Calcium Carbonate

Calcium Carbonate:

Calcium carbonate is a chemical compound that has many industrial applications. It is used medicinally, and as a food additive.

Description:

Calcium carbonate is the main component in egg shells. It is also a main component in the shells of marine animals and snails.1 However, most of the calcium carbonate used industrially comes from mining. Even when used in pharmaceuticals or as a food additive, it is often produced from quarried marble.2

The chemical formula of calcium carbonate is CaCO3. It typically comes as a white solid, either crystals or powder. It is odorless, chalky, and flat. It can have a sweetish flavour.

Calcium carbonate is not soluble in water. However, it can be emulsified to disperse in water.

The E number of calcium carbonate is 170. This means that it is classified as a food colour, even thought it has many other uses.

Common Uses:

When used in food, it can:

  • Control acidity,
  • Act as a white food colour,
  • Act as a firming agent for vegetables,
  • Act as a nutrient for yeasts,
  • Add an additional source of calcium,

Calcium carbonate is a stable food coloring. It does not require any special processing to preserve its coloring properties.2 It can also be used as a food preservative and color retainer in organic fruits and other foods.

Many foods (especially soy milk and soy products) are calcium enriched. Calcium carbonate is often used as the calcium source.

It can also be a stabilizer, added mainly to dairy products.

There are a lot of uses of calcium carbonate. It can be found in almost all kinds of foods from dried fruits to canned sardines, also in frozen foods, cereals, aromatized beverages and processed meat and fish products.3

In some beer brewing operations, calcium carbonate is used as a nutrient for the yeast.

Health Issues / Side Effects:

Calcium carbonate can be potentially harmful only in concentrated solid form or in very concentrated solutions.

Otherwise, direct eye or skin contact with pure crystals or powder can produce irritation. Breathing crystals or powder can be irritating to the respiratory tract, and contact with concentrated solutions of calcium carbonate has a drying effect on skin.4

Notes:

In 1861, a Belgian chemist named Ernest Solvay, invented a process for producing sodium carbonate (sometimes called soda ash). Sodium carbonate was coming into high demand at the time because it is used in glass making. Glass is made by melting silica sand, calcium carbonate and sodium carbonate together.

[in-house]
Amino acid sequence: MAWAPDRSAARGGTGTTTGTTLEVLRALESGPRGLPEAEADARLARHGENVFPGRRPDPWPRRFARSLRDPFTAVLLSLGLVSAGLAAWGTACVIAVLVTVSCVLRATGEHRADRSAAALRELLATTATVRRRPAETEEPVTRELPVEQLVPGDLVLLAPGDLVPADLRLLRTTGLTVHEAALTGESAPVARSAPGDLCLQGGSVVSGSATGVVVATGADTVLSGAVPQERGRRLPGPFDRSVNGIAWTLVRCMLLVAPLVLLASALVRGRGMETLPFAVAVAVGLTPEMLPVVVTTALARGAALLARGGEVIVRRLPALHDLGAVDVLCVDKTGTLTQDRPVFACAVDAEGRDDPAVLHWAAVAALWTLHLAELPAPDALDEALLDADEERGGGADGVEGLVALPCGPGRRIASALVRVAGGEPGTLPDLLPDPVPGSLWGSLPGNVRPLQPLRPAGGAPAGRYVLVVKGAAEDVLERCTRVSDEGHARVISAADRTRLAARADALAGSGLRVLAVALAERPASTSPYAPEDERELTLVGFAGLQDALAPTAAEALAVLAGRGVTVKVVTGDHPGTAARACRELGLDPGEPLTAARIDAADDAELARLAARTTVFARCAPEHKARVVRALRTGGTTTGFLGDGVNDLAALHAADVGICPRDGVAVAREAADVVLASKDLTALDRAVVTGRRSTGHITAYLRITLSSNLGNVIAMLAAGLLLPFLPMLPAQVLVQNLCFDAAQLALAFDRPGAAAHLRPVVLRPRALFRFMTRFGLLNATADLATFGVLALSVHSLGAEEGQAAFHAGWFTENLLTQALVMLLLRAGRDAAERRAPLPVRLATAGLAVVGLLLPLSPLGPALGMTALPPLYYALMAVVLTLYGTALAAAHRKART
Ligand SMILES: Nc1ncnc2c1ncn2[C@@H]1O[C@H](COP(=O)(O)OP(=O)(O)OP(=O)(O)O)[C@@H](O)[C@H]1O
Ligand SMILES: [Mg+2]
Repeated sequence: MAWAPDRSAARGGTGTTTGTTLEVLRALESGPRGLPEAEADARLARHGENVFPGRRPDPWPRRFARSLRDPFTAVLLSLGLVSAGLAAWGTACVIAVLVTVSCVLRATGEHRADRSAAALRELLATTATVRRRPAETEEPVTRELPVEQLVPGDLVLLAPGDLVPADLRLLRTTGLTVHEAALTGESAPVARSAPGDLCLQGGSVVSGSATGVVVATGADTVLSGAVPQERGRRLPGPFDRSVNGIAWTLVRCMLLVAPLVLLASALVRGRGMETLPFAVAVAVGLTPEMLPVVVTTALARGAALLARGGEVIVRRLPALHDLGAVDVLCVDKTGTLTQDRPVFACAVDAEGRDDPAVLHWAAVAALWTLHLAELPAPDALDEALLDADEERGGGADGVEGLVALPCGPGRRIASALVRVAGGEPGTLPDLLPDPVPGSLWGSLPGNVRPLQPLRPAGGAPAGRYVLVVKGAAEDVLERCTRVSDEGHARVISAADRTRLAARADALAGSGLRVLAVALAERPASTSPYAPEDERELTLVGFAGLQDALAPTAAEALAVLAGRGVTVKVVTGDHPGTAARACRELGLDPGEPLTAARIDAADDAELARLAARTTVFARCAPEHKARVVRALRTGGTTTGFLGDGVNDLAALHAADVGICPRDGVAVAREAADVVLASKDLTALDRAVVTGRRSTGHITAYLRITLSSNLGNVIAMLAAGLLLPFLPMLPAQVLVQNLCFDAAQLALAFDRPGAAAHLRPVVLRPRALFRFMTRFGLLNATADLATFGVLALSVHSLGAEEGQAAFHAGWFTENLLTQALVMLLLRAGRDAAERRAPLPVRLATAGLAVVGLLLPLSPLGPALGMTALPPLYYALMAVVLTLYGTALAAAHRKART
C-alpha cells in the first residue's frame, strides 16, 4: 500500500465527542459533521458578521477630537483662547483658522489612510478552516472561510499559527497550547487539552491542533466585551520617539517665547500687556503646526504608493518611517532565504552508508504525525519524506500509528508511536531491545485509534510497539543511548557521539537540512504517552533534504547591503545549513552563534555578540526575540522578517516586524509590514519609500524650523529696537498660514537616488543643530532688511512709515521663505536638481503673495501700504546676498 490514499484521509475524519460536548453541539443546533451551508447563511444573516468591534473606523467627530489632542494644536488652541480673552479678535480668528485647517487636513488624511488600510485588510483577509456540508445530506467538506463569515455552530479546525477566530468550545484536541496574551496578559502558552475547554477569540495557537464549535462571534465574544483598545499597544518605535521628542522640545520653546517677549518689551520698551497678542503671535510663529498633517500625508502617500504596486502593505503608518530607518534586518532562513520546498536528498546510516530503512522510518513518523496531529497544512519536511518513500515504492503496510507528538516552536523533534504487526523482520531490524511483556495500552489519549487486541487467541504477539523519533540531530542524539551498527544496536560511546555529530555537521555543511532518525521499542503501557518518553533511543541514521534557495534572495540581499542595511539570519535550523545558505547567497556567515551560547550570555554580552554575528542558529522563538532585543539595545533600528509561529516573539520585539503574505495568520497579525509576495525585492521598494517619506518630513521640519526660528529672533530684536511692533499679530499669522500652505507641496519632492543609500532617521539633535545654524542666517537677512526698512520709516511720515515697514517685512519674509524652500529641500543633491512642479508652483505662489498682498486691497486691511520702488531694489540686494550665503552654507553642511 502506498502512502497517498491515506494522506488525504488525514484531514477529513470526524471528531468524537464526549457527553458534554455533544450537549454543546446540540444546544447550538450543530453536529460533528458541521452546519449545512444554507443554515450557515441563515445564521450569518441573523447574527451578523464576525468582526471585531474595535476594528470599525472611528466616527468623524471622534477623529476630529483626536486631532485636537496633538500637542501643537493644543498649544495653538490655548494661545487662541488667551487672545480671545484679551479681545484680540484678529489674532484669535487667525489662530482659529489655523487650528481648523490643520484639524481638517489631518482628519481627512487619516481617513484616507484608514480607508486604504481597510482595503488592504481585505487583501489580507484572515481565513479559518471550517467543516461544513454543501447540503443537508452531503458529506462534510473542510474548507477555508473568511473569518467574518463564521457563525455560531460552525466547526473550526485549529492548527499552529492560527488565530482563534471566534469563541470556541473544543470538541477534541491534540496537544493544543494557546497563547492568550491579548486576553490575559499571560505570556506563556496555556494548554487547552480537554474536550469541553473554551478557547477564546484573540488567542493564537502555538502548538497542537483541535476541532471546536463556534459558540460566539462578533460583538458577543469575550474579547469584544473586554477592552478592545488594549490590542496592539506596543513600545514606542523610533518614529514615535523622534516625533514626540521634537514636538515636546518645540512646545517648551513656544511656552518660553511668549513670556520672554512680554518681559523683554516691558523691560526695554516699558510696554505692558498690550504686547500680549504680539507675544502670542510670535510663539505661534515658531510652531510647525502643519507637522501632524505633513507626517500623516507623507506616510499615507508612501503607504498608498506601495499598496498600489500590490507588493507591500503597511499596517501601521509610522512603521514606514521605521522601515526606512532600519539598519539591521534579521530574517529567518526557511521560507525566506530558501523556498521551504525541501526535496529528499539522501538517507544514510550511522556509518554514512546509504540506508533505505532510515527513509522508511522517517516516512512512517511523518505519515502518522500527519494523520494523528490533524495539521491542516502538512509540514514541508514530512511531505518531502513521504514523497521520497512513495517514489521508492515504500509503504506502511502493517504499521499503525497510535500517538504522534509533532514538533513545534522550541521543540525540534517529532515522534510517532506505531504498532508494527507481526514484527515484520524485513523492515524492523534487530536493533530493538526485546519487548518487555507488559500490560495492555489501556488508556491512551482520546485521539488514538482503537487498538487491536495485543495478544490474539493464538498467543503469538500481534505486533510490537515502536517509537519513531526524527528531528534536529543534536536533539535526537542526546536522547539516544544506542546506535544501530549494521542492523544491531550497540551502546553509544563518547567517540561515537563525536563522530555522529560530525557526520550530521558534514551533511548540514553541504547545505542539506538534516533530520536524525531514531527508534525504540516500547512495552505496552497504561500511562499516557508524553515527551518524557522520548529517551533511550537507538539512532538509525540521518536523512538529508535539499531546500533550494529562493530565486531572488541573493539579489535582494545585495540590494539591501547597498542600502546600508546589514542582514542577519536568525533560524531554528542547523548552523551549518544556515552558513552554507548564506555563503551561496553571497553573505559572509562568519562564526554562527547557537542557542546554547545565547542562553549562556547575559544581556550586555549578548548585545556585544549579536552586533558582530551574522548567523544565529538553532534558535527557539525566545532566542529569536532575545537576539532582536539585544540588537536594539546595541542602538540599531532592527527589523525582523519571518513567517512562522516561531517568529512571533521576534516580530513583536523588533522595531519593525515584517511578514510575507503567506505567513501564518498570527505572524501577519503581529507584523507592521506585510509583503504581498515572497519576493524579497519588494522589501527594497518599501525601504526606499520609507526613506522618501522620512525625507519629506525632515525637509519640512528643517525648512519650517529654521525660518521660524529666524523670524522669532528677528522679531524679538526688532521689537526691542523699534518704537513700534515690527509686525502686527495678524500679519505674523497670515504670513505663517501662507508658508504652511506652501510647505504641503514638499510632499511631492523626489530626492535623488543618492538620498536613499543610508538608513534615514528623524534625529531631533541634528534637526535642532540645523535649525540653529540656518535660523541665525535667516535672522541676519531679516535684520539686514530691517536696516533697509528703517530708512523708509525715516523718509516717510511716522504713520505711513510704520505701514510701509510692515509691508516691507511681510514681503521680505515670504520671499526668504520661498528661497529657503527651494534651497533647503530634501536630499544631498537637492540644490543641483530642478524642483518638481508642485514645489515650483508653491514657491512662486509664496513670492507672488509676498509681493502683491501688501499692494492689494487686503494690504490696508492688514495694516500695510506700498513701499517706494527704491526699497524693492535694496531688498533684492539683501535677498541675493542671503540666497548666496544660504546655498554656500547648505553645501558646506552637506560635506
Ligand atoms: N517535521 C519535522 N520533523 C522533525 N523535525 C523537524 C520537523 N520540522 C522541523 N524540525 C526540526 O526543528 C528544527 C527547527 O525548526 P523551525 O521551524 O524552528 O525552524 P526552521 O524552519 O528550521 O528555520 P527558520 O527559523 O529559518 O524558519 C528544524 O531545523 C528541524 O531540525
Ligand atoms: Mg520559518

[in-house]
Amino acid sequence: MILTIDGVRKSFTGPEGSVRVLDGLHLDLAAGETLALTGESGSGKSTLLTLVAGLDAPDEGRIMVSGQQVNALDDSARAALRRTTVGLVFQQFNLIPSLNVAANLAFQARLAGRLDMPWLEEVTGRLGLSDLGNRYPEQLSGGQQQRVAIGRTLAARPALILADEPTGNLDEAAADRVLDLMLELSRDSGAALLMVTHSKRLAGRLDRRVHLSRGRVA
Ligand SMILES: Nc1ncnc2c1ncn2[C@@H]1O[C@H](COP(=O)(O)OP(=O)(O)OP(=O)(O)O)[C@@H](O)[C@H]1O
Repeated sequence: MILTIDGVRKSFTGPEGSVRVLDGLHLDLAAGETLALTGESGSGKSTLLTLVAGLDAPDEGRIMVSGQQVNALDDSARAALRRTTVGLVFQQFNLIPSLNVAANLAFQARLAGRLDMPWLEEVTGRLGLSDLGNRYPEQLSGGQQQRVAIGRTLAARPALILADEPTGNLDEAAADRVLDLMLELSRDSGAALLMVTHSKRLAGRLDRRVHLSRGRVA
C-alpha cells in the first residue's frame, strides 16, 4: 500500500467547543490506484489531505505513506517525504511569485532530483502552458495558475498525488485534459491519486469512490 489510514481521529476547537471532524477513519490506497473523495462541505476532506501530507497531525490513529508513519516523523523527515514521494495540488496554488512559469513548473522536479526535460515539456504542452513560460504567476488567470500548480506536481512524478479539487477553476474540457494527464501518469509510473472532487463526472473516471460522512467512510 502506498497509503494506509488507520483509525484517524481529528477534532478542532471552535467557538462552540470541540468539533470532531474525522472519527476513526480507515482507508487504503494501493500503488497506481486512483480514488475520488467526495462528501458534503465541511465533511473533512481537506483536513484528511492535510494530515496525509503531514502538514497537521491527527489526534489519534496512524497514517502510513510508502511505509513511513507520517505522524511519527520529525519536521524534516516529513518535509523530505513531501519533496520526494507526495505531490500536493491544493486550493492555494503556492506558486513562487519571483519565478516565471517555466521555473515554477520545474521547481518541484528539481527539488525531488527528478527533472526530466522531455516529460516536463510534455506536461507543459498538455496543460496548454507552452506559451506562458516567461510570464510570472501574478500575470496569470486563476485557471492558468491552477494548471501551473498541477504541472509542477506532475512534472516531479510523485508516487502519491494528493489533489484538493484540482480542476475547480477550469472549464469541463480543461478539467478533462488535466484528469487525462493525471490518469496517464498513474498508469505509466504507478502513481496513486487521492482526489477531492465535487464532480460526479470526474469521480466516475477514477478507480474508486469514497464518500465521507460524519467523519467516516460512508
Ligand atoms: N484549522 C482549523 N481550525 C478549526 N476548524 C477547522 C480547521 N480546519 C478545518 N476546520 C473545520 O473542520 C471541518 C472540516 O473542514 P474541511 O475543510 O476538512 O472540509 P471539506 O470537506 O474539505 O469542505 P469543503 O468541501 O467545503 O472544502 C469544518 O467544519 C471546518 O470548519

Solvay’s process basically takes limestone (CaCO3) and salt Brine (2 NaCl) to produce sodium carbonate (Na2CO3). The main by-product of the Solvay process is calcium chloride.

Sources:

  1. Wikipedia
  2. DDW Color – Food Colouring Manufacturer
  3. Calcium Carbonate In-R-Food
  4. Oregon Department of Human Services
Posted in Colour, Food Additives, Ingredients

Ponceau 6R

Ponceau 6R

Ponceau 6R is a bright red synthetic dye used to colour food. The name comes the French word for poppy. It is part of a family of dyes called Ponceau dyes.

Other names include crystal scarlet, acid red 44, or C.I. 16250.

Description:

Ponceau dyes are azo dyes meaning they are formed when two hydrocarbon groups are joined by two nitrogen atoms. The molecular formula for Ponceau 6R is C20H12N2Na2O7S2.

Ponceau 6R, like all azo dyes, is produced from petroleum products.

The E number of Ponceau 6R is 126. Other dyes in the Ponceau family include:

Ponceau 2R
Ponceau 4R (E Number 124)
Ponceau S
Ponceau SX (E Number 125)

Common Uses:

It is not widely used, but can be found in cake mixes, fruit-flavoured fillings, and jelly crystals. It is approved for use in both the US and the EU.1

Besides its use as a food dye, ponceau 6R is commonly used when studying cells. It is used as a stain so that certain structures can more easily been seen under a microscope. It is closely related to amaranth, another red azo dye used for staining.

Health Issues / Side Effects:

Some studies on the safety of this colour were performed in 1974.2 These studies did not include detailed observations. They did not report any adverse effects except for the possibility of sensitivity reactions in people allergic to benzoates and aspirin.

References

  1. Analytical Standards for Food Color Additives (Sigma-Aldrich)
  2. International Programme on Chemical Safety (IPCS)
Posted in Colour, Food Additives, Ingredients, Uncategorized

Ponceau 4R

Ponceau 4R

Ponceau 4R is a bright red synthetic dye used to colour food. The name comes the French word for poppy. It is part of a family of dyes called Ponceau dyes.

Other names include Cochineal Red A, New Coccine, CI Food Red 7, or CI (1975) No. 16255.1